A former Army specialist from Gardena, who was honorably discharged earlier this month, became a United States citizen Friday after what she described as years of worrying about deportation.
Yea Ji Sea, 29, was among the 6,900 people sworn in at a naturalization ceremony held at the Los Angeles Convention Center. Sea joined the Army in 2013 under the Military Accessions Vital to the National Interest Program, according to a statement from the American Civil Liberties Union Foundation of Southern California.
The program allows for recruitment of non-citizens who possess skills that are critical to the needs of the military in areas including physicians, nurses and experts in certain foreign languages.
Sea, who is fluent in Korean and a healthcare specialist, received two achievement medals for exceptional meritorious service while she was in the Army, but said she was likely discharged because of her immigration status.
"They discharged me pretty quickly, within one month," Sea explained. "I was pretty numb for awhile."
Sea came to the United States with her parents in 1998 from South Korea and grew up in the Los Angeles area. Sea was denied the first time she applied for U.S. citizenship because she stated an incorrect date on a false form drawn up for her by an immigration agent, the ACLU said. She was allowed to reapply in 2016, but there was no movement on her application for almost two years until the ACLU sued the federal government.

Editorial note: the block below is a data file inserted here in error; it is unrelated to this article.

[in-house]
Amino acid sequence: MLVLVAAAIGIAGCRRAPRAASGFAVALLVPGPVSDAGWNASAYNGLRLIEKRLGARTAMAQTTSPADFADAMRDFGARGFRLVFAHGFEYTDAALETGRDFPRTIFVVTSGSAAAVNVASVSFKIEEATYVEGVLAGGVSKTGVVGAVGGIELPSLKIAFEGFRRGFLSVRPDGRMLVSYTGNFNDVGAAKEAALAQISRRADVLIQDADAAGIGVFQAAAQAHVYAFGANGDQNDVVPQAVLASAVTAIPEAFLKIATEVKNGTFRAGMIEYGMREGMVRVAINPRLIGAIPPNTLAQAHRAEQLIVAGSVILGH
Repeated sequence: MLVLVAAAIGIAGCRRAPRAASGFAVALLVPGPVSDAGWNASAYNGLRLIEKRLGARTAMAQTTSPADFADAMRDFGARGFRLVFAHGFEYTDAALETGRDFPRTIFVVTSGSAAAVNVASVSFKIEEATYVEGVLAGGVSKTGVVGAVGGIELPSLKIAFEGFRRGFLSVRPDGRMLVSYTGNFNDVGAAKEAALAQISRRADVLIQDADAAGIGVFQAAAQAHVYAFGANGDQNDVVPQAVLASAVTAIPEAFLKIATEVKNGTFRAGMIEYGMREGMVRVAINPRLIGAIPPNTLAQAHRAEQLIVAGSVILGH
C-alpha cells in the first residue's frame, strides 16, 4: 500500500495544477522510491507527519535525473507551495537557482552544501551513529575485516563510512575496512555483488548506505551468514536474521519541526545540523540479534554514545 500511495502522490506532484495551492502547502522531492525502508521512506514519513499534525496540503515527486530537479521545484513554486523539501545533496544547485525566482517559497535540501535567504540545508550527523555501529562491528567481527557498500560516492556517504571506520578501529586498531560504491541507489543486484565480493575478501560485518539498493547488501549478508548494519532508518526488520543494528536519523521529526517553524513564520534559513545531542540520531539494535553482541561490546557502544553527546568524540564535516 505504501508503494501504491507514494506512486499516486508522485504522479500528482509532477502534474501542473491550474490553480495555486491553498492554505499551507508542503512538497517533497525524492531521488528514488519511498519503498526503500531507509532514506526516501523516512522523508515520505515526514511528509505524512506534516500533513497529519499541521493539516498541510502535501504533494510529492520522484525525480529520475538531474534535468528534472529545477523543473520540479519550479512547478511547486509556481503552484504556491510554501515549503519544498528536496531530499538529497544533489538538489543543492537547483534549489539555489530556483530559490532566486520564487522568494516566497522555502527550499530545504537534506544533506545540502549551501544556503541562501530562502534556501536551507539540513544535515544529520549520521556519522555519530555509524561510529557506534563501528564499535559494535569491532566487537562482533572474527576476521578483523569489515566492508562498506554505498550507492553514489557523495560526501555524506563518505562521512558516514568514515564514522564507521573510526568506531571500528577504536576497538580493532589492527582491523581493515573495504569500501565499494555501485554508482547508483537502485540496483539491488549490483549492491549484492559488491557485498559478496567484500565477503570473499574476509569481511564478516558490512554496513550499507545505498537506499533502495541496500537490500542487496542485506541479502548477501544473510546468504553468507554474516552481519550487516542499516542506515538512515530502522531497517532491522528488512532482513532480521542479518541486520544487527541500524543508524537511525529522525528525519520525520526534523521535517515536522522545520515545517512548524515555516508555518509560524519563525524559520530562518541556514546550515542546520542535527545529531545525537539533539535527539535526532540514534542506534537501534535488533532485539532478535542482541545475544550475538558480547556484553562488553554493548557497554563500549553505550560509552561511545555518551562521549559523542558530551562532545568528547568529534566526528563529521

Before receiving word last week that her application was finally approved, Sea said she was constantly looking over her shoulder and always fearing deportation.
"I grew up in L.A. Where would I go? Where would I live? I was trying to imagine myself living in another country and it terrified me," Sea explained. "You're kind of always looking in your rear-view mirror."
After being sworn in Friday, one of the first things See did was register to vote. She said she is also considering reenlisting in the military.
"When I was going through this the last four years in the military, the last 20 years in America. Everyday is an unknown and I don't think it's a way to live," she said. "I had felt like I was an American since I was a child, growing up here. I had hoped for a long career in the Army, but I am so happy now that I will be a citizen."